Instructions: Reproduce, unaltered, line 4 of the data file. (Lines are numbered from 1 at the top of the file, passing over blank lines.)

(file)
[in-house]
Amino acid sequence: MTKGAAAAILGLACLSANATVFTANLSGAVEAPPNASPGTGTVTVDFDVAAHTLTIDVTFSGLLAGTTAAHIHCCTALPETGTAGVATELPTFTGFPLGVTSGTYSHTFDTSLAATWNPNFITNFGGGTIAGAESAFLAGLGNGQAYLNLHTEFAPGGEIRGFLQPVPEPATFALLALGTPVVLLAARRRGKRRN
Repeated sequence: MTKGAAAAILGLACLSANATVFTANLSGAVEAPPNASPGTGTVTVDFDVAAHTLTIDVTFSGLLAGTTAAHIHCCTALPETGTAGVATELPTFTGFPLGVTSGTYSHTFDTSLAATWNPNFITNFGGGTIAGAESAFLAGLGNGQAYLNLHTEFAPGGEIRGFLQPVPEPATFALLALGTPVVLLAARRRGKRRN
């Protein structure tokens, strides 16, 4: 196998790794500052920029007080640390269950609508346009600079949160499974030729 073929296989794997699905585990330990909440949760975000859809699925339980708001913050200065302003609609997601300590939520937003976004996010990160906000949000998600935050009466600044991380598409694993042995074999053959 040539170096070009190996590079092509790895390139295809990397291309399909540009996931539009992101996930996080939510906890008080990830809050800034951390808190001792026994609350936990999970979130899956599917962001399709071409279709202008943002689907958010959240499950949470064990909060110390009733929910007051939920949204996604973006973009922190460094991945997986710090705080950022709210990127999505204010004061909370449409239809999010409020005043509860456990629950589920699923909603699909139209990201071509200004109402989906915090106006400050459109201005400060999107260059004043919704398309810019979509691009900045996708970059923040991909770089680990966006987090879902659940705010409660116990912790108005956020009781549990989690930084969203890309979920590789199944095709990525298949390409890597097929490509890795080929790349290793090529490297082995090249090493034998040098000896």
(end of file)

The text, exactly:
């Protein structure tokens, strides 16, 4: 196998790794500052920029007080640390269950609508346009600079949160499974030729 073929296989794997699905585990330990909440949760975000859809699925339980708001913050200065302003609609997601300590939520937003976004996010990160906000949000998600935050009466600044991380598409694993042995074999053959 040539170096070009190996590079092509790895390139295809990397291309399909540009996931539009992101996930996080939510906890008080990830809050800034951390808190001792026994609350936990999970979130899956599917962001399709071409279709202008943002689907958010959240499950949470064990909060110390009733929910007051939920949204996604973006973009922190460094991945997986710090705080950022709210990127999505204010004061909370449409239809999010409020005043509860456990629950589920699923909603699909139209990201071509200004109402989906915090106006400050459109201005400060999107260059004043919704398309810019979509691009900045996708970059923040991909770089680990966006987090879902659940705010409660116990912790108005956020009781549990989690930084969203890309979920590789199944095709990525298949390409890597097929490509890795080929790349290793090529490297082995090249090493034998040098000896």